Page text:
Best Practices for the Guitar Classroom

Best Practices for the Guitar Classroom

Teaching Guitar: A Panel Discussion


By NAfME Members Steve Eckels and Bill Swick


The following article is an excerpt from the notes prepared for Steve Eckels’ and Bill Swick’s Teaching Guitar-Best Practices: A Panel Discussion to be presented at the 2016 NAfME National In-Service Conference in November.


guitar lesson
Photo: Mark Jaworski

Becoming proficient with rhythm figures as a foundation for reading skills.

Teach students to recognize “the eight common rhythm figures” and their variations. Once these are internalized, students can then begin to match the staff notation symbols with fingerings. Variations will include rests.

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Experience the pleasure of music-making sooner by providing string and finger markings.

While students are becoming proficient with rhythms, they can read music from the staff that has been prepared with string and fret numbers. This enables students to enjoy music-making from the very beginning.

The following code represents the opening melody to “Yankee Doodle.” The first number is the string, and the second number is the fret. A “0” means to play the string open.

2/1 2/1 2/3 1/0 2/1 1/0 2/3 2/1 2/1 2/3 1/0 2/1 2/0


The following are the opening chords to “Yankee Doodle” with a simple strumming pattern.

C C C C G7
/ / / / I / / / / I / / / / I / / / /I


The above skills are rather easy to learn and can promote music-making very early in the playing process. Eventually, students will learn to read modern notation and will lead to the following step.


Incorporating Music Reading into the Sing-and-Strum Repertoire

Every activity we engage in during class time can point towards music literacy. When sing-and-strum music included prepared notation, students can learn the melodies on guitar in addition to strumming and singing. This process also lends itself to creating arrangements with your sing-and-strum pieces for performance.


teaching guitar


Teaching “Digital Mindfulness”

The proliferation of smart phones has been proven by research to consume an enormous amount of a student’s time and energy. By teaching the meaning of relevant terms such as “switch tasking,” “uni-tasking,” “multi-tasking,” “situational awareness,” “fractured attention,” and “flow/engagement,” students can learn to make wise decisions when it comes to using their gadgets. Students will also benefit by learning the physical and mental health risks of preoccupation with portable devices.

It is important to clarify term multi-tasking. The term “multi-tasking” has a clearer meaning when grouped with the terms “uni-tasking” and “shift-tasking”. Multi-tasking occurs when a person balances a number of tasks in order to accomplish a singular goal such as cooking a meal.

“Shift-tasking,” which is occurs when students text in school, is when a person switches from on task to another unrelated task and then returns to the original. This causes a great deal of burden to the brain. The following exercise proves this: count to 10 as fast as you can (this should take about 1.5 seconds); now recite the alphabet from A-J as fast as you can (this also will take about 1.5 seconds). If there were no burden in shift-tasking you should be able to alternate the alphabet and the numbers in about three seconds . . . let’s try. Recite 1, A, 2, B up to 10, J. This will most likely take much longer than 3 seconds.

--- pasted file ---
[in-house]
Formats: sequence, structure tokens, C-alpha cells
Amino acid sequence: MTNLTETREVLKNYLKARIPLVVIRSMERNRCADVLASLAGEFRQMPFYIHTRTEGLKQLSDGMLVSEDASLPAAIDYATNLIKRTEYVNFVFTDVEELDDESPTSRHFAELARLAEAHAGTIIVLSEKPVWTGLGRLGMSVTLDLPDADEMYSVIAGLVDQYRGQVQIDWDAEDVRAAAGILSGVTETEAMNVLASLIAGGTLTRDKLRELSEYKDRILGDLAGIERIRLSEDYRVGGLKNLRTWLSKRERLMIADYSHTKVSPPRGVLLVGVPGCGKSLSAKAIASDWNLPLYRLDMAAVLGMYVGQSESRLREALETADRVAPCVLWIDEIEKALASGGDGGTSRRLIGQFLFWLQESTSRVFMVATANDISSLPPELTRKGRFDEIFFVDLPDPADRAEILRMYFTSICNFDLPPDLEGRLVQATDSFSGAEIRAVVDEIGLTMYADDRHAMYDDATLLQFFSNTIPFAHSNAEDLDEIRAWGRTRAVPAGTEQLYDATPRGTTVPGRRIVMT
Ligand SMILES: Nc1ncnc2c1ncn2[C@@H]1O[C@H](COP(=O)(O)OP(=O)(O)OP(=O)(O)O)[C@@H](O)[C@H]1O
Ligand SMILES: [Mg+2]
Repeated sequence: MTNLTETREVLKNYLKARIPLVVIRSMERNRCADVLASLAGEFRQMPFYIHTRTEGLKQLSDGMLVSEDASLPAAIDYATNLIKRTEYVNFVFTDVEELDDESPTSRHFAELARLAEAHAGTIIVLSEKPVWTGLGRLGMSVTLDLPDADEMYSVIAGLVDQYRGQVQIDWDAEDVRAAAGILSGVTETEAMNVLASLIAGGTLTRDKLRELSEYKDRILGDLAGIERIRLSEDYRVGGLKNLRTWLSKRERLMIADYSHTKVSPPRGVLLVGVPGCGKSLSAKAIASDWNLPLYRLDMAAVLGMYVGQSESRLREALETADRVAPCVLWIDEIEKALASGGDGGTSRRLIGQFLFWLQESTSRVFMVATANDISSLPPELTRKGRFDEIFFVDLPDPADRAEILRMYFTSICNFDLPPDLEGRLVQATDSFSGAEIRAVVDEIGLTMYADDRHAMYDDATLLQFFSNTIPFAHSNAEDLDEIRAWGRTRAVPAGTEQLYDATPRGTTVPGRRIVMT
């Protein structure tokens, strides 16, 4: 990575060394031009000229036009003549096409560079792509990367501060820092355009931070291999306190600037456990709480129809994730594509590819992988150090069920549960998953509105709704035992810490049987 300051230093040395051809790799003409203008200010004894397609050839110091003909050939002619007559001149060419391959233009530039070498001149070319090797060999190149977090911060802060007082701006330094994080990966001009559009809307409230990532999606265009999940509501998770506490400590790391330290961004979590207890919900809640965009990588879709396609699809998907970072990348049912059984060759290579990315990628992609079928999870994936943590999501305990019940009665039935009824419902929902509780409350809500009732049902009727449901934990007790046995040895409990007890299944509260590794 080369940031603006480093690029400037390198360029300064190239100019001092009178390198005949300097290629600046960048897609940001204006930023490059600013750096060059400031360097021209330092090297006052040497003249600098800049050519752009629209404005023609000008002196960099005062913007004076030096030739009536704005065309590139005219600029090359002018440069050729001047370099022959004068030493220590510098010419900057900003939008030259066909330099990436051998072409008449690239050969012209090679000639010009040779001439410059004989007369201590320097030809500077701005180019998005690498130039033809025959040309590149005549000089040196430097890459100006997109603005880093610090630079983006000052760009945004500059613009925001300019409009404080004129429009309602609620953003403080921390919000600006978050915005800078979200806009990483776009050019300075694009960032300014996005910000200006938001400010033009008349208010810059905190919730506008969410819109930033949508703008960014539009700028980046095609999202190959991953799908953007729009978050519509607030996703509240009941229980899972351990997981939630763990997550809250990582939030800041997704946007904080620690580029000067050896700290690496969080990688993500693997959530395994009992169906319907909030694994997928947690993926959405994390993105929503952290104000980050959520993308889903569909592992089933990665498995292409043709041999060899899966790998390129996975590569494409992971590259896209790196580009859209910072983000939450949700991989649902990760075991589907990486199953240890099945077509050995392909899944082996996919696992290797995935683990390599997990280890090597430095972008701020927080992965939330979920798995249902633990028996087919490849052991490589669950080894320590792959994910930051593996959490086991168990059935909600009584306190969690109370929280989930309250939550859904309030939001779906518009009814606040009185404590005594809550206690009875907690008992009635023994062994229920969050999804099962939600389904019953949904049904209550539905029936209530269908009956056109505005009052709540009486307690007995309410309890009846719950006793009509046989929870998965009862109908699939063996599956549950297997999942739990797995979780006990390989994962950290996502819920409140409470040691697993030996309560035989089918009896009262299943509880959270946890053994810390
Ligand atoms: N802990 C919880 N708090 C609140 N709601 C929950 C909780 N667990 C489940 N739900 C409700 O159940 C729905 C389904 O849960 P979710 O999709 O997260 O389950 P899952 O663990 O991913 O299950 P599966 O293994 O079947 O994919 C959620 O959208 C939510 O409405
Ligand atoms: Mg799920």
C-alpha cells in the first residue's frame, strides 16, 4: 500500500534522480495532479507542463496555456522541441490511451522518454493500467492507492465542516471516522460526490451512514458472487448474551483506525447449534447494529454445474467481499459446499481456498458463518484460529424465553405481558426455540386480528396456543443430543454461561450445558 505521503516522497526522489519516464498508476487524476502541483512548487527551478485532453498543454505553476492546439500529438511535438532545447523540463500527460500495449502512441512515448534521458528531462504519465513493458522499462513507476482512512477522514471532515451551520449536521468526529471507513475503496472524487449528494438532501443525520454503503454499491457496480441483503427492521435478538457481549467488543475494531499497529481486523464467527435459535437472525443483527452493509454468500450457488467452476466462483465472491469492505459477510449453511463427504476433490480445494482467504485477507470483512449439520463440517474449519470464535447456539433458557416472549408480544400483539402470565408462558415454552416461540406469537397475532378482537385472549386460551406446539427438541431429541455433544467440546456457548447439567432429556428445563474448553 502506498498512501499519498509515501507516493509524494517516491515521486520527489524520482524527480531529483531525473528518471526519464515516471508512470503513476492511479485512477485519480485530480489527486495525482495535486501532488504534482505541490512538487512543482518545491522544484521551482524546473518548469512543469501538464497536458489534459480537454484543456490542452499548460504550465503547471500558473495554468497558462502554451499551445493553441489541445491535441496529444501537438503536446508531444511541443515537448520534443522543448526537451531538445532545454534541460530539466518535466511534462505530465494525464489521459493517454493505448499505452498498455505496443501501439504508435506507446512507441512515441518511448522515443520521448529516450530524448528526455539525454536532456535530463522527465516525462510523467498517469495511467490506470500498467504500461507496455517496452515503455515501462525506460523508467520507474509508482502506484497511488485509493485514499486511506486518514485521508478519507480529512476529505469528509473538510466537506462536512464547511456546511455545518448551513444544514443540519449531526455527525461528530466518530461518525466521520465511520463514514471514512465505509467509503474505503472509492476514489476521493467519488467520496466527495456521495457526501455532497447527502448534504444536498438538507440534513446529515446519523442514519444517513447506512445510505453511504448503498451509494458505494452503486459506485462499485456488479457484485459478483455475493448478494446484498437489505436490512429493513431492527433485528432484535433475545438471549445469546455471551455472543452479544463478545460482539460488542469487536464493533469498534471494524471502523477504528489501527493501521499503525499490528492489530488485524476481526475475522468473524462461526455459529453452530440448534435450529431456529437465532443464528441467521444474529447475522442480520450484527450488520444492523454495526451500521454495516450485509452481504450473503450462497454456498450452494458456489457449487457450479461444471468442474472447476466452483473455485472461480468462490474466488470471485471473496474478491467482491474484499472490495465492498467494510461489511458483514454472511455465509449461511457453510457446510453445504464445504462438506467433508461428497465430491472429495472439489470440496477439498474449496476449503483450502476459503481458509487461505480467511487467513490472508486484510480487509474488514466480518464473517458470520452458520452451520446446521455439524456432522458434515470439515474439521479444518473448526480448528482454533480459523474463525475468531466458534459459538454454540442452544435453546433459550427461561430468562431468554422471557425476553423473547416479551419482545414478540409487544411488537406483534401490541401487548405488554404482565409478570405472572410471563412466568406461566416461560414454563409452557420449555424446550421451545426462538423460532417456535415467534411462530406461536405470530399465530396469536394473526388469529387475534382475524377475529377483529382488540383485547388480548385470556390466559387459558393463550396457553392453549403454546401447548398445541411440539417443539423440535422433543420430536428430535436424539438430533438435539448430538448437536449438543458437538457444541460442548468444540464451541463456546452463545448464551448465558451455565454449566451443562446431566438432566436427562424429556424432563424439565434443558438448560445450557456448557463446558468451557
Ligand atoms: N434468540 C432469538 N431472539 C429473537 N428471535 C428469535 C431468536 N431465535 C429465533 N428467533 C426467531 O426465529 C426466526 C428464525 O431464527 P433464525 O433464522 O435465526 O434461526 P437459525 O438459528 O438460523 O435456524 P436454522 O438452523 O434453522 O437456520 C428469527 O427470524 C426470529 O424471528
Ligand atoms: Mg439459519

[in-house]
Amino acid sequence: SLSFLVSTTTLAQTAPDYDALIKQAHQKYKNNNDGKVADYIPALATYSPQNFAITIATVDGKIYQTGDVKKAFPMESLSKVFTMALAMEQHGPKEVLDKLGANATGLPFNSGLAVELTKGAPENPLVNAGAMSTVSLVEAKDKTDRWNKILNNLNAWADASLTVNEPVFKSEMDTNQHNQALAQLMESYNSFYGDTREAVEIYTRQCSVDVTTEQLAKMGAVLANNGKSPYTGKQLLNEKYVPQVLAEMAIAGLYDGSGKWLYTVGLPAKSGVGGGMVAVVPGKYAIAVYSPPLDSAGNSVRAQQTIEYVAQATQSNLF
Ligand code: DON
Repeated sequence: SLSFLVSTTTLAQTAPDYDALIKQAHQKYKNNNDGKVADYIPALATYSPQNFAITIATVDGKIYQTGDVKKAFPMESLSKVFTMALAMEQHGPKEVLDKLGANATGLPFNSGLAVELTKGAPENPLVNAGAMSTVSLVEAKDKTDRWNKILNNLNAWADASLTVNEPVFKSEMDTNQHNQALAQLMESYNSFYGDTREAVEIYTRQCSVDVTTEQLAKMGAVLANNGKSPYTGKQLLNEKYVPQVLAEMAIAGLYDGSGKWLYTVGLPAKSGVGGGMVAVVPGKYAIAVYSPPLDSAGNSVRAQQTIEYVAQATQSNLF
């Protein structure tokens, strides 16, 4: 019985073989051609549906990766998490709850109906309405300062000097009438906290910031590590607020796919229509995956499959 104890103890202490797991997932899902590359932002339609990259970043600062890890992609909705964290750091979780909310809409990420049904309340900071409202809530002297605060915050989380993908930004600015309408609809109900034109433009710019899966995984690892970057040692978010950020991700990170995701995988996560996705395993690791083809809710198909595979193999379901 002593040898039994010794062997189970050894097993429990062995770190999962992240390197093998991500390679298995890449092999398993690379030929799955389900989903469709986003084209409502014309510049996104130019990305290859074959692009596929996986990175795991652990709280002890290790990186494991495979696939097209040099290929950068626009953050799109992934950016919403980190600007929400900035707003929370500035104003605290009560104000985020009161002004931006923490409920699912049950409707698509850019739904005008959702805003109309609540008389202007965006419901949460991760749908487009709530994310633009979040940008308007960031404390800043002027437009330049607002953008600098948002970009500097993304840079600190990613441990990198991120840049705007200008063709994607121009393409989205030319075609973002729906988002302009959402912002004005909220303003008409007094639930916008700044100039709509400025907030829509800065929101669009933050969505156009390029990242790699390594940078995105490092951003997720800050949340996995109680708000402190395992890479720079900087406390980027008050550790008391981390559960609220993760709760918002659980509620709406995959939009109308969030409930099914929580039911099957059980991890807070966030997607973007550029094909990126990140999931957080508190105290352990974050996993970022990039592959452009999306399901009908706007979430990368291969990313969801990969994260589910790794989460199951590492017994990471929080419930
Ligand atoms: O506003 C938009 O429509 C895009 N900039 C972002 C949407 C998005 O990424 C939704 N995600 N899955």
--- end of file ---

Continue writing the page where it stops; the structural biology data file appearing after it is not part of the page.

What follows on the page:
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An Ounce of Technique Needs a Pound of Application

For students to be successful and demonstrate desired skills, teachers should plan on providing “a pound” of application for each “ounce” of technique. For example, if teaching the first three notes on the first string, many method books only provide three or four exercises using the three notes on the first string. This is not enough. “A pound” is symbolic of twelve-sixteen exercises required for students to really learn the first three notes. This applies to all new technique. Without ample application, teaching technique may prove ineffective.


About the authors:

music teacher

NAfME member Steve Eckels teaches guitar in Kalispell, MT, and is the author of Teaching Classroom Guitar, published by NAfME. Mr. Eckels has guitar method books published by Mel Bay and Alfred Publication.

guitar teacher

NAfME member Bill Swick teaches guitar at the Las Vegas Academy of the Arts and has methods and guitar arrangements published by and and

The two are teaming together to present Teaching Guitar-Best Practices: A Panel Discussion at the 2016 NAfME National In-Service Conference this November in Grapevine, TX! Register today!

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Join us for more than 100 innovative professional development sessions, nightly entertainment, extraordinary perfor mances from across the country, and tons of networking opportunities with over 3,000+ other music educators! Learn more and register today: And follow the hashtag #NAfME2016!

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The National Association for Music Education (NAfME) provides a number of forums for the sharing of information and opinion, including blogs and postings on our website, articles and columns in our magazines and journals, and postings to our Amplify member portal. Unless specifically noted, the views expressed in these media do not necessarily represent the policy or views of the Association, its officers, or its employees.

Catherina Hurlburt, Communications Manager, August 29, 2016. © National Association for Music Education (